by Molly Sturdevant

I sat down on the trunk of a palm tree, the one that used to stand in the middle of our rounded entryway, near the fountain. The fountain was filled with debris. 

The bark of the ancient palm felt as if it were made of wooden knives and shingles of hard corkboard. I looked down and grazed my hand across the pattern. The repetition of triangles was precise, perfect. I cut my thumb. 

I had a single square of toilet paper in the pocket of my jeans which I had been saving. Both bathrooms had just folded into the ground and filled with water a few hours ago, and believe it or not, there were only two. Originally there was a separate bath house with toilets, but that had been taken out in the 50s. I had never not had a toilet. Or toilet paper. I wrapped it around my thumb. 

As the square of paper soaked through, a tiny car drove up. I stood and marched towards it. Things would start happening now. I was angry, organizing commands in my head, preparing to exchange strong words with LuAnne, who should have been here the whole time.

A man jumped out and said that the lady down the road from us (the baroness she used to call herself), and her dogs, were all missing. She was ninety–one but had exceptional in-home care. The dogs, too. I said I hadn’t heard them, hadn’t seen them. I asked who he was, but he just said he was sorry that he didn’t have anything for me, and that he had almost no gas, and he needed to try to find her. It was safer here, he added. He didn’t think he could really get out, there was water down low, everywhere. He told me the same thing twice in a row. Then he massaged the bridge of his nose, and said he would send someone. He pulled out of my sopping private drive and went away. 

The sky beyond me over the coast was still green. A single grin of lightening crossed its face. I sat back down on the perfect repetition of palm bark and tried again to fire up my phone. Where was LuAnne? James? Fisk? What was the point of anything? They would have to come and start looking for things, looking for me, fixing things. 

But instead, it got dark. 

The fronds on the palms that were still standing were shredded and jagged now, but they still bent and waved as their shapes drowned in the deepening sky. I peed on the grass, and just patted myself dry with the leg of my pants, then put them back on. I could hardly see anything now. The street lamps were out. I had no idea where any candles were, or any of that stuff. That would have been Fisk’s job, to tell me, to have it ready. He was here when it all started. That was about 17 hours ago.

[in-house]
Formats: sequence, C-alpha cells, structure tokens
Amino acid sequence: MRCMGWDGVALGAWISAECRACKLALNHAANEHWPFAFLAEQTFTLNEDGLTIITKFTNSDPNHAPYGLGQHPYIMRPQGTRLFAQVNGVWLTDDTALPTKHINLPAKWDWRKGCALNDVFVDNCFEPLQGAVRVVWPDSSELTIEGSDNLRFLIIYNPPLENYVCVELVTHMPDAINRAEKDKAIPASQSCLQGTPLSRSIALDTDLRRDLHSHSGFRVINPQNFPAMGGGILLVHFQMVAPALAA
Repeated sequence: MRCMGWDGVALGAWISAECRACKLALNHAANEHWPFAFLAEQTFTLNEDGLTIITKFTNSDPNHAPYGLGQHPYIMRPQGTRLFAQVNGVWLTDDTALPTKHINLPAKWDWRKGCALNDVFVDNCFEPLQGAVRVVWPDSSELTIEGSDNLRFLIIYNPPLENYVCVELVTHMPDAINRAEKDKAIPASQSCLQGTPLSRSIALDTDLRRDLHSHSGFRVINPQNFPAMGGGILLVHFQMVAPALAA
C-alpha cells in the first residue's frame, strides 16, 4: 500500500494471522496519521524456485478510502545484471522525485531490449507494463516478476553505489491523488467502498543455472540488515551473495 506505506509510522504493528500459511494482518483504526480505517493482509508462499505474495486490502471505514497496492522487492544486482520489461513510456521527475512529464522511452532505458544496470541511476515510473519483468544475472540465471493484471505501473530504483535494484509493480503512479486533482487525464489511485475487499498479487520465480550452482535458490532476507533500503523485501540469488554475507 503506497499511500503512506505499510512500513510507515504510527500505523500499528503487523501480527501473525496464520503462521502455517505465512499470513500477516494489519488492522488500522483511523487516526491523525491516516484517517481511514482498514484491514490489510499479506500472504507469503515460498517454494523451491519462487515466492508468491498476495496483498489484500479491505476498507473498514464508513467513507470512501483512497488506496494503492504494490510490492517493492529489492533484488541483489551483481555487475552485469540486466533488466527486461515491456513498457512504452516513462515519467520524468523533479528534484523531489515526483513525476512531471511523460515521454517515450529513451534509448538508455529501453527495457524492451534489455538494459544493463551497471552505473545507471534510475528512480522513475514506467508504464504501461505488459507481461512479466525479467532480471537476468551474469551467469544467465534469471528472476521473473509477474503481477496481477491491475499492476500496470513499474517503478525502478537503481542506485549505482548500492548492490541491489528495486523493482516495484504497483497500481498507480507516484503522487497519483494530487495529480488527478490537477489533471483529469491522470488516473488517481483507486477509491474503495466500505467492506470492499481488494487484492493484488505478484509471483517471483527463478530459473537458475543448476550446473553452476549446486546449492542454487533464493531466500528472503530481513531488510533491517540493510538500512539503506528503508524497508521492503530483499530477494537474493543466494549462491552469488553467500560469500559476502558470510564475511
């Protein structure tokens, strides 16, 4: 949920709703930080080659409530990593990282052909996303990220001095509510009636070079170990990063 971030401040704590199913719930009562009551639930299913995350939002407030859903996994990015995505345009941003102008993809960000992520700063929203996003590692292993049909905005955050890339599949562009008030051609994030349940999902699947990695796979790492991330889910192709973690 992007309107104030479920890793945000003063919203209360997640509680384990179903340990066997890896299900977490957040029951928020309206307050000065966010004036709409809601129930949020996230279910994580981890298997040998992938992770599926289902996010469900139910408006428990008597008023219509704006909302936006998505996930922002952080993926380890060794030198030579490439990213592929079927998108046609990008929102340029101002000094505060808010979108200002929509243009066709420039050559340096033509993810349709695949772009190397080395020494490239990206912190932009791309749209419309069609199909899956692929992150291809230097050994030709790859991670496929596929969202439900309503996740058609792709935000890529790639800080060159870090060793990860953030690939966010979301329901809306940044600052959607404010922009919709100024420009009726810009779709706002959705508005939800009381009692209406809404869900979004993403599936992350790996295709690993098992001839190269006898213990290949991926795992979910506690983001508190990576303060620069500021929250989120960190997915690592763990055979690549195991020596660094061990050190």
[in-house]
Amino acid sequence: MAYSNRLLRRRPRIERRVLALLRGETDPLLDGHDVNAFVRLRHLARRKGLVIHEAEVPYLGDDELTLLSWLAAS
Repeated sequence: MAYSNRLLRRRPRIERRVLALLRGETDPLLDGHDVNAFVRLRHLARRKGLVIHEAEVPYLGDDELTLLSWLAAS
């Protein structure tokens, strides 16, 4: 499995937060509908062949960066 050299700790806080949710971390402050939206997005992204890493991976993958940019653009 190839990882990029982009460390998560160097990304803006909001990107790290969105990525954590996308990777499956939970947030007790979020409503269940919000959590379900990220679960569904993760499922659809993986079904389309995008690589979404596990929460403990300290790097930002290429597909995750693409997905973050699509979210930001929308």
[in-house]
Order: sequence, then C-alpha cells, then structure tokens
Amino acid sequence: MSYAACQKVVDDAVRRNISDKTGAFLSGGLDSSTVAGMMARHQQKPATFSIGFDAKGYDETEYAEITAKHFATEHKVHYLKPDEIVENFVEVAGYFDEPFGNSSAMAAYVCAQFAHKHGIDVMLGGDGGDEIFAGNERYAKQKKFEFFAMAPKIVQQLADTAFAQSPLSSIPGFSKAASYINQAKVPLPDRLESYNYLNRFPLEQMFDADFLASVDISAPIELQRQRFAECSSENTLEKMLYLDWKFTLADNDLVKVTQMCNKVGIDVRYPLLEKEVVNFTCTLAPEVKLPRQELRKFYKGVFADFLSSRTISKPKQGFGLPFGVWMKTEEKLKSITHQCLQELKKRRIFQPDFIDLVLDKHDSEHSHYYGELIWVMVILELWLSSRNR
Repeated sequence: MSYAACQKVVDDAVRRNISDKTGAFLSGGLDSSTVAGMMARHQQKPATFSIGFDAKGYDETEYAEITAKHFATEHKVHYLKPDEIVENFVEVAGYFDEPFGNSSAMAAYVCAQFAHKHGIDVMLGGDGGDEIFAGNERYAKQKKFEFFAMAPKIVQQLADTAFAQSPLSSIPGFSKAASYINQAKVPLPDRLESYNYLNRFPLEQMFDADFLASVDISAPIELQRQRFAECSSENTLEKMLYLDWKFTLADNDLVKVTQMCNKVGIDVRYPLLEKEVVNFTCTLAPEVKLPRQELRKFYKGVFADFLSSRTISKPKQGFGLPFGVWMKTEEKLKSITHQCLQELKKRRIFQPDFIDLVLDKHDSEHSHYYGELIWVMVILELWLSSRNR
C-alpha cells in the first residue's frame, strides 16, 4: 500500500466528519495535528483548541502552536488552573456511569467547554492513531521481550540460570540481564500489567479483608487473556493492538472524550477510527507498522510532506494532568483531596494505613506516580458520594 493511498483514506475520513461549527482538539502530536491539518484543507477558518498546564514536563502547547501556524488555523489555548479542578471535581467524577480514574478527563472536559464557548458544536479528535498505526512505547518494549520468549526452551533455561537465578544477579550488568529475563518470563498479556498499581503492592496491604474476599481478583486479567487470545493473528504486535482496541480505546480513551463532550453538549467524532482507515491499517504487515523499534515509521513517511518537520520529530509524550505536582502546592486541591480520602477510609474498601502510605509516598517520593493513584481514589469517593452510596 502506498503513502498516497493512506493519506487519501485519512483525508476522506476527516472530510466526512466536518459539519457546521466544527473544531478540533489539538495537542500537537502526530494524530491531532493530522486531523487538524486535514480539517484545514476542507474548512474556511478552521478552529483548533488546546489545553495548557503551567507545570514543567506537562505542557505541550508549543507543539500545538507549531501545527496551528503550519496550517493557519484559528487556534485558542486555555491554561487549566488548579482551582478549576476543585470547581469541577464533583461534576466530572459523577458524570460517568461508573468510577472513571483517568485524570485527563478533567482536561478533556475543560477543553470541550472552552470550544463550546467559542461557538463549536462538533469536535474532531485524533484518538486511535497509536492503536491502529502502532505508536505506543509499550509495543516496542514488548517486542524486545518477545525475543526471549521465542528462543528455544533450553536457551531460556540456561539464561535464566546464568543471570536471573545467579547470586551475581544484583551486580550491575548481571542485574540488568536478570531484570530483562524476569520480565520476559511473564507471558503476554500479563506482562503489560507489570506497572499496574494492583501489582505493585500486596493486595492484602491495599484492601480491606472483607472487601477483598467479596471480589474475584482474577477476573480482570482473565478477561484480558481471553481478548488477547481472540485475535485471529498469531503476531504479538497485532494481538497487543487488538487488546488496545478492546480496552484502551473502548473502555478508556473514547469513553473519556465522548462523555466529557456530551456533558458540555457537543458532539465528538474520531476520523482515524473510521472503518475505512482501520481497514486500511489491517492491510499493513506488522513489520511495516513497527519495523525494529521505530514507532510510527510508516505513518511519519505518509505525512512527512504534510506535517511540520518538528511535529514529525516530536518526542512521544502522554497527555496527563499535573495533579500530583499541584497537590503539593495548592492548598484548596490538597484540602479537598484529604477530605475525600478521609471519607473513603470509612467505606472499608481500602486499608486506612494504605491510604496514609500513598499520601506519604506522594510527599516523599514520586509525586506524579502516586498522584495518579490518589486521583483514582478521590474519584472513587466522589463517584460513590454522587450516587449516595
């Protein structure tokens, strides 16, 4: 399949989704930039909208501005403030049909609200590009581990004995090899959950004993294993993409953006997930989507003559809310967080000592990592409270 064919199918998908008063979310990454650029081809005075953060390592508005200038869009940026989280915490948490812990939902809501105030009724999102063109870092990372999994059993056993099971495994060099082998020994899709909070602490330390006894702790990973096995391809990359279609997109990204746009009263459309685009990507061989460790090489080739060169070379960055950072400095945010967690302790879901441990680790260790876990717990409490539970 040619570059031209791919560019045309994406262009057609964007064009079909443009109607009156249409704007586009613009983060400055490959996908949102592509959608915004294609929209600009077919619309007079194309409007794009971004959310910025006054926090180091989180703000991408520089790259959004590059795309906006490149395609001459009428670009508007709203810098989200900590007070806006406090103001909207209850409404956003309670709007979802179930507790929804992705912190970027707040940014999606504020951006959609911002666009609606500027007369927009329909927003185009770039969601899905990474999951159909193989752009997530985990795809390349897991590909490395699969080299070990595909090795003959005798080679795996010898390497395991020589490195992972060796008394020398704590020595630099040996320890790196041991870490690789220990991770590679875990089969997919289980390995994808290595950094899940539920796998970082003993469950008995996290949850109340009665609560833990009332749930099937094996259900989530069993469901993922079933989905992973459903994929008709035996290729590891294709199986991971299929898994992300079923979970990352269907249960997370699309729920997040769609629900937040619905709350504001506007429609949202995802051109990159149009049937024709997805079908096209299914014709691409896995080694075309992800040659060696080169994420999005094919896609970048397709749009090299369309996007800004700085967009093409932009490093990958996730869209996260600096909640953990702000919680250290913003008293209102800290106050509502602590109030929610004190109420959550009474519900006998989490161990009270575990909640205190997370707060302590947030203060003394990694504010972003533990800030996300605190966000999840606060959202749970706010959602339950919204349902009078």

I had never sat here before. I had never done nothing.

In the silence, at first, I didn’t hear much. Then, just textures in my ear, sometimes a creak, a beleaguered lick of wind, a distant helicopter. Then I was shattered by a bark not far off, behind me. I might have said: it came from down behind the Vizcaino Cliffs. It got quiet again, and I thought of it – there had been a cliff yesterday where now there was none.

It was freezing cold. My mouth was dry. I peed again, and I was hungry. I had been hungry for almost a day now and it was starting to hurt. My legs hurt. 

This was stupid, this grass, it wasn’t even grass, I knew. Some kind of xeriscaping nonsense that James and Fisk had installed. I stood up. Should I walk? On my last phone call they said stay put, absolutely stay there, someone would come. Then this darkness. 

I held my hand up in front of my face when I heard a bang – it snagged my heart – it banged again and ran off with my breath. I slunk down with my back up against the dying, uprooted palm and cried, embarrassed somehow. About what – it didn’t matter. I had never been made to feel so ridiculous. I tried to relax. I licked the roof of my mouth which stank now. God, if someone comes, I’m disgusting

I sat, for what seemed like hours, dying or being rescued, my estate tipped sideways on a sinkhole behind me.

I arced my head and looked up. I watched the sky until it cracked and showed a purple line of softness dotted with stars spreading from one end of my property to the other. I laid my entire body down, right onto the ground.

Then came the dog, the bark. Closer. It sounded like her giant poodle, the gray one, the smart one. I had seen it with his keeper before, at the courts and the pool. 

I heard it running, but I couldn’t see it. Then, as if it held my own heart in its gnarled mouth and intended to put it back in, it leapt at me, scared and mean but glad to see me. To smell me, even. I buried my face in the animal’s neck, in its fur.

It laid down on my lap, smelling like a toilet. I smiled, and then I cried again, idiotic with happiness. His, or her, its fur was warm. I covered myself with the dog who nudged its face deep into my belly, content. I had something now, I had this one thing. 

The animal’s nose was resting on the dark pee-stains on my pants. I leaned my head back on the wood of the palm, hard as stone. My head was throbbing now. 

It had all been self-imposed, I thought, hungry. I didn’t want to rebuild.

There was no hint of sunlight when I heard a car coming, but the sky became more dark-blue than black. The purple stripe of space disappeared. The dog’s soft ears were at attention.